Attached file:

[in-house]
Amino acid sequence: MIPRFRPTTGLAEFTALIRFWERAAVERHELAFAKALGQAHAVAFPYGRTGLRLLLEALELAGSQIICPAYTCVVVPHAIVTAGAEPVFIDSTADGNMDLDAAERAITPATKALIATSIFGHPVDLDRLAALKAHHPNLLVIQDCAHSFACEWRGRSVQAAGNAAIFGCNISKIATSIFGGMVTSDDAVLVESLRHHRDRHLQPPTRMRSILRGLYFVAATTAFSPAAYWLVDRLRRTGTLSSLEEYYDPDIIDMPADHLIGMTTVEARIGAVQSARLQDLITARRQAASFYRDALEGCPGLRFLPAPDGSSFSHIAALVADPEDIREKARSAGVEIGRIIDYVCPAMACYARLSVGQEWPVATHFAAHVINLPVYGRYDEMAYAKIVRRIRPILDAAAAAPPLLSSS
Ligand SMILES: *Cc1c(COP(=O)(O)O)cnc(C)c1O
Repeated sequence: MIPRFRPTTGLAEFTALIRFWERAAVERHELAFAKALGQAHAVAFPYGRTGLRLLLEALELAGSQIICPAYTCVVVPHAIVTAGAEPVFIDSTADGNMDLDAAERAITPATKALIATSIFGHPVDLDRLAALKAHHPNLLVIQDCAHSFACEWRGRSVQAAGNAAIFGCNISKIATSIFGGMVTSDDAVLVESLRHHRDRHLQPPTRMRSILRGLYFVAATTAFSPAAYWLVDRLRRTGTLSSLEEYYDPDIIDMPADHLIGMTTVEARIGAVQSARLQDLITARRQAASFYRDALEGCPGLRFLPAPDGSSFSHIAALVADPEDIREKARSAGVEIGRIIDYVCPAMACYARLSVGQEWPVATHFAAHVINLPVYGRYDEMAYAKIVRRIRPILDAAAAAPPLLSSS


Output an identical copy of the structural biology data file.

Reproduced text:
[in-house]
Amino acid sequence: MIPRFRPTTGLAEFTALIRFWERAAVERHELAFAKALGQAHAVAFPYGRTGLRLLLEALELAGSQIICPAYTCVVVPHAIVTAGAEPVFIDSTADGNMDLDAAERAITPATKALIATSIFGHPVDLDRLAALKAHHPNLLVIQDCAHSFACEWRGRSVQAAGNAAIFGCNISKIATSIFGGMVTSDDAVLVESLRHHRDRHLQPPTRMRSILRGLYFVAATTAFSPAAYWLVDRLRRTGTLSSLEEYYDPDIIDMPADHLIGMTTVEARIGAVQSARLQDLITARRQAASFYRDALEGCPGLRFLPAPDGSSFSHIAALVADPEDIREKARSAGVEIGRIIDYVCPAMACYARLSVGQEWPVATHFAAHVINLPVYGRYDEMAYAKIVRRIRPILDAAAAAPPLLSSS
Ligand SMILES: *Cc1c(COP(=O)(O)O)cnc(C)c1O
Repeated sequence: MIPRFRPTTGLAEFTALIRFWERAAVERHELAFAKALGQAHAVAFPYGRTGLRLLLEALELAGSQIICPAYTCVVVPHAIVTAGAEPVFIDSTADGNMDLDAAERAITPATKALIATSIFGHPVDLDRLAALKAHHPNLLVIQDCAHSFACEWRGRSVQAAGNAAIFGCNISKIATSIFGGMVTSDDAVLVESLRHHRDRHLQPPTRMRSILRGLYFVAATTAFSPAAYWLVDRLRRTGTLSSLEEYYDPDIIDMPADHLIGMTTVEARIGAVQSARLQDLITARRQAASFYRDALEGCPGLRFLPAPDGSSFSHIAALVADPEDIREKARSAGVEIGRIIDYVCPAMACYARLSVGQEWPVATHFAAHVINLPVYGRYDEMAYAKIVRRIRPILDAAAAAPPLLSSS